If you are running a new business (with most likely very limited funds) the success of your first few hires will play an important role on the speed at which your young startup business progresses.
Big companies and businesses are always on the lookout for great talented workers and the reality for a young and inexperienced business entrepreneur is that he/she will have to battle with the bigger companies for the available talents in the job market.
To develop a smart recruitment strategy for your young company you have to be aware of the challenges you face in your bid to get in quality staff and team members.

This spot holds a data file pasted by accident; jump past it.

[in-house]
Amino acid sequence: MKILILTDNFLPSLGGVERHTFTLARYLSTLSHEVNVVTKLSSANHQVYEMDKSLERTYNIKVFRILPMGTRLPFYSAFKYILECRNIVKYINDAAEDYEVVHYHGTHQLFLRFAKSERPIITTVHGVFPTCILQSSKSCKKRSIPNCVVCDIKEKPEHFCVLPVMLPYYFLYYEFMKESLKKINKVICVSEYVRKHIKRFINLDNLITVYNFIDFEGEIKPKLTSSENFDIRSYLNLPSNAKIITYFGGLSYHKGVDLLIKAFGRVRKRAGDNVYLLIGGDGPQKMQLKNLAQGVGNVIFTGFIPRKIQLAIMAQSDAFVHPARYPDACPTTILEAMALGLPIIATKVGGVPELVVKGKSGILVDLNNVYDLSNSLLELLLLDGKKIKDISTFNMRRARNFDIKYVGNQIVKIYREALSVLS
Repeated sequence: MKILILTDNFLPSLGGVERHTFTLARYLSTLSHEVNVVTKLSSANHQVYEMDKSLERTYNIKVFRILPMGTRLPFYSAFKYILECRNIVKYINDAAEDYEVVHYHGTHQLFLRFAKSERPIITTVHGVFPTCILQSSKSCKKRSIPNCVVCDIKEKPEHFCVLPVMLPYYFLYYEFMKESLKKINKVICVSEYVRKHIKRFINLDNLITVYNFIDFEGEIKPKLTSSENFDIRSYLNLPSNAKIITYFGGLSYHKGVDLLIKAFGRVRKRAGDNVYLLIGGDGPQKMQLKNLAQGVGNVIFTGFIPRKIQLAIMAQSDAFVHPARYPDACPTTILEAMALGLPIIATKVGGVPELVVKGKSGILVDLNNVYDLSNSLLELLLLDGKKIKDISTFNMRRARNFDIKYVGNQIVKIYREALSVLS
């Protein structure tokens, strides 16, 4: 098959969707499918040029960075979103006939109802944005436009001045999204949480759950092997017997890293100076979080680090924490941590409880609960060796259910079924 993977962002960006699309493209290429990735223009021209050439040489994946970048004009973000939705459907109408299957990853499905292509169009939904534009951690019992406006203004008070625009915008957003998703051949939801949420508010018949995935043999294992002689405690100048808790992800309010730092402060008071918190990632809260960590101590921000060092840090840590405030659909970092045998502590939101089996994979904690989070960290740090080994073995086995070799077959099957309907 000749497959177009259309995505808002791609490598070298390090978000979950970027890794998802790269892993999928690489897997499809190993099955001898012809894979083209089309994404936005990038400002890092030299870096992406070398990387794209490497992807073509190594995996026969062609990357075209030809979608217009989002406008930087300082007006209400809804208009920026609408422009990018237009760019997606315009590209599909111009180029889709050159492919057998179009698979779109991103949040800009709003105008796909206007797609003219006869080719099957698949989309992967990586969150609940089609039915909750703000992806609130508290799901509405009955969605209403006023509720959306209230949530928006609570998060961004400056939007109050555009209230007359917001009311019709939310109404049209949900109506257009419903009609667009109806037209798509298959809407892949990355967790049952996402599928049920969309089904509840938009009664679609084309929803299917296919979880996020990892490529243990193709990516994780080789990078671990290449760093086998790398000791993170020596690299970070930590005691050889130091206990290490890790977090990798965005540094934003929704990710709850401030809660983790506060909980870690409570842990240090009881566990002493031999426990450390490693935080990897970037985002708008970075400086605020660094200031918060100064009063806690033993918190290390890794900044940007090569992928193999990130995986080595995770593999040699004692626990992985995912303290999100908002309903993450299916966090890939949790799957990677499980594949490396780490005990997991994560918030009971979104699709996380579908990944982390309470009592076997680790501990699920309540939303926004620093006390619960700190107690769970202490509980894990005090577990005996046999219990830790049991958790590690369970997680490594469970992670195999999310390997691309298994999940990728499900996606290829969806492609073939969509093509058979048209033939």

Do You Have the Finance to Be Competitive Enough?
While it may not take much to hire for such positions as receptionist, clerk, personal assistant etc the fact remains that for your young company to grow faster and produce better products and services you will eventually need to hire star quality performers in such areas as programming/design, engineering, business development etc and you will find it very difficult to hire the super performers your company needs at low cost.
Unless you come across a generous investor at the early stages of starting your company chances are that you may not have the resources to offer the sort of wages to attract real top talents to your startup. That is a problem you should be aware of. Still you will not be doing your company any good by settling for low quality workers that you can pay little.
Does Your Location Matter?